- Interacting by email and messages can be easier for some students than dealing with professors and classmates face to face.
Surfer Clay Marzo chose the clash of waves over the college classroom. He doesn’t read, like computers or even watch much TV. But the 20-year-old, who has Asperger Syndrome, is one of the most creative surfers around, and he’s changing the sport for the better. Watch him do his wild wave thing in this YouTube trailer of the film “Just Add Water.” Whatever you choose to do in life, aim for excellence.
If you’re about to turn 23, check on your health insurance. In many states, you are no longer eligible for coverage through a parent once you reach the magic age of 23 — even if you’re a fulltime college student. A few farsighted states allow young adults to continue under their parent’s coverage past that age. Most don’t. And employers are extremely aggressive about bouncing out those dependents that they no longer are obligated to cover. Students often are able to continue to get health coverage through COBRA. Premiums for COBRA were temporarily cut by 35% under the federal stimulus plan, making coverage more affordable for most families. In most cases, going without insurance — even if you’re young and healthy — is a bad idea.
I admit it. I’m nervous about how TV will portray Asperger Syndrome through the character of Zev Glassenberg when “Amazing Race” kicks off at 8 p.m. ET Sunday on CBS. Every commercial and story about the new season of “Amazing Race” mentions Glassenberg, 26, an unemployed sports fan who lives in Sherman Oaks, California. You can follow him on both Facebook and Twitter. Zev and his racing buddy Justin Kanew even have their own website. But television’s entertainment programming has done a poor job of creating a realistic picture of Asperger’s. I literally cringed when “Boston Legal” introduced its Asperger character a few years ago. The fictional Jerry Espenson is a brilliant corporate attorney played by actor Christian Clemenson. Jerry walks awkwardly with his hands strangely arranged in front of his thighs. His closest pal, at one time, is a lifesize doll. He draws a knife on a colleague. Clemenson won an Emmy for the role in 2006. But the portrayal did much to give the world an inaccurate view of Asperger’s. Maybe this time will be different. “Amazing Race,” after all, bills itself as a reality show. Maybe this time entertainment TV will actually serve up a realistic look at Zev as he makes his way across eight countries in 21 days in a quest to win $1 million. “Race” did a good job last season with deaf contestant Luke Adams and his mom Margie. I’m hoping for a repeat with Zev and Justin.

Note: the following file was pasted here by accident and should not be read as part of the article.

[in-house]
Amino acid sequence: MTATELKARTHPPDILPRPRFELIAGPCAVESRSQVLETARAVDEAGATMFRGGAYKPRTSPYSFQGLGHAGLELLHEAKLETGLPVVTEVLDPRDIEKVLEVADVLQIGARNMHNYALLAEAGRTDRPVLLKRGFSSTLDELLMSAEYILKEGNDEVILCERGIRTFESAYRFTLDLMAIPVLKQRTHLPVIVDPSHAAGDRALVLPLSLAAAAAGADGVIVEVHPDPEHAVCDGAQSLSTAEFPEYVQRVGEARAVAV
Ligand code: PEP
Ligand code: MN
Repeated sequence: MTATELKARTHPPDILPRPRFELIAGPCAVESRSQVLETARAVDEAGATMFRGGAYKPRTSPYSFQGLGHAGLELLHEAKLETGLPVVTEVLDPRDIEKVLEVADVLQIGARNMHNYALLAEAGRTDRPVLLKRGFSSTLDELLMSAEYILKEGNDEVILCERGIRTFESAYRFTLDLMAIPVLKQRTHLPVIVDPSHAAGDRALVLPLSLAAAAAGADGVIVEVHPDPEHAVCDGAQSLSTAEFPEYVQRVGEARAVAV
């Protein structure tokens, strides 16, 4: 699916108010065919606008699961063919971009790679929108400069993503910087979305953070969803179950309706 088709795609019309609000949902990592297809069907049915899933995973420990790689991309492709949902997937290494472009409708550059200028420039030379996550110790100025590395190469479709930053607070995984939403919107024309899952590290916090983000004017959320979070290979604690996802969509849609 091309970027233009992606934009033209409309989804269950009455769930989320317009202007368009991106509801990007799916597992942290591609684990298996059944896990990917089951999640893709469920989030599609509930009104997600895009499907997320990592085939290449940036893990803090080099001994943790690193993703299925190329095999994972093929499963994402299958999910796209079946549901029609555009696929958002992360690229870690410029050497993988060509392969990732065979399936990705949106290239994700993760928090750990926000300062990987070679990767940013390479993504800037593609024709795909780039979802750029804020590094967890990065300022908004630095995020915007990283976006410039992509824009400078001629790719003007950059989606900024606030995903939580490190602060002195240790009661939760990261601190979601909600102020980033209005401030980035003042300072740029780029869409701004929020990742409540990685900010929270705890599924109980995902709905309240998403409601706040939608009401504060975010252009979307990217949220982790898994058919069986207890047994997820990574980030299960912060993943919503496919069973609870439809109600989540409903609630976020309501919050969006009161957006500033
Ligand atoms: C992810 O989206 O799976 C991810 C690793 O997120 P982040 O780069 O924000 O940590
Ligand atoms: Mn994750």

Thousands of museums across the country are waiving their admission fees today only, Saturday, Sept. 26, when you present a free pass available at www.smithsonianmag.com/museumday. Just print out the pass and grab a bit of culture at no charge. As a friend of mine loves to say: “If it’s free, it’s for me.” And college students, like their parents, are always prowling for bargains.
Students with Asperger’s who have trouble reading social cues should definitely steer clear of alcohol on campus. Drinking beer, wine or liquor will only make ambiguous situations less clear. And the impaired judgment that accompanies alcohol use is just one more problem to be avoided. Sure, the temptation is great to turn to alcohol to relieve stressful situations, to fit in with the cool crowd, to be more at ease at parties and in other social situations. But the risks far outweigh any perceived possible benefits.